Ugetsu | Theater Critic's Choice | Chicago Reader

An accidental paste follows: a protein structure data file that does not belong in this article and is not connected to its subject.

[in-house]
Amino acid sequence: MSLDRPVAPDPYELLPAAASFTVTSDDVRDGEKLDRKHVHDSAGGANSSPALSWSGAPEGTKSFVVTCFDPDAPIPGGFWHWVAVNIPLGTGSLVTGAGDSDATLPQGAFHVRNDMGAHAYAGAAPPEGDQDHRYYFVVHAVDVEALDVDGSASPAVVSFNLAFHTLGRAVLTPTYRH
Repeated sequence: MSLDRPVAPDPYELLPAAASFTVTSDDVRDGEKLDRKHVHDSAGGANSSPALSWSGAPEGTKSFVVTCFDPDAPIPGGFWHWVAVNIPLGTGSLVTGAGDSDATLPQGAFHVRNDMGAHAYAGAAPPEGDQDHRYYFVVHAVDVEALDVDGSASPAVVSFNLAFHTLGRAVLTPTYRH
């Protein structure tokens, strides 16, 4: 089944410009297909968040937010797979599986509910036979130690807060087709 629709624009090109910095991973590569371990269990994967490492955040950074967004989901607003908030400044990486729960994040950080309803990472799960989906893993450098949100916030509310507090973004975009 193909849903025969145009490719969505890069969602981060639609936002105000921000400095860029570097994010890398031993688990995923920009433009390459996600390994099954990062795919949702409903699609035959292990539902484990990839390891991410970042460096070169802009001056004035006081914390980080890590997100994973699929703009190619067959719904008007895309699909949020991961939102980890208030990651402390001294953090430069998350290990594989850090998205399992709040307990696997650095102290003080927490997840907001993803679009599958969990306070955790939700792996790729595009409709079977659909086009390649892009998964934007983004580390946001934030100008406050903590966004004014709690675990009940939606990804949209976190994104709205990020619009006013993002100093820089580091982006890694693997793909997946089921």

I know I'm not the only critic who counts Ugetsu (1953) among the greatest of films. Kenji Mizoguchi brings a poet's eye to this tale of two men who flee their feudal village in a Japan riven by war, pursuing wealth and pleasure. The ever-changing relationships between people and the land, between the two men and their ultimately failed vanities, are well described by Mizoguchi's camera movements; he avoids overly static or pictorial compositions in favor of images full of delicate light and shifting shadows. The director's asymmetrical arrangements of people and objects stress the spaces between things as much as the things themselves; at times empty space seems as much a subject as the visible world. The ending returns one of the men, a potter, to a traditional life of modest work; the repeated shots of the potter's wheel and the pans that integrate him and his young son with their rural community movingly represent the potter's abandonment of his earlier hubris in favor of a balanced relationship with his family, agriculture, work, tradition, and the soil. The film is being shown in a rarely screened 35-millimeter print. Film Center, Art Institute, Columbus Drive at Jackson, Thursday, December 1, and Thursday, December 8, both 6:00 PM, 443-3737.

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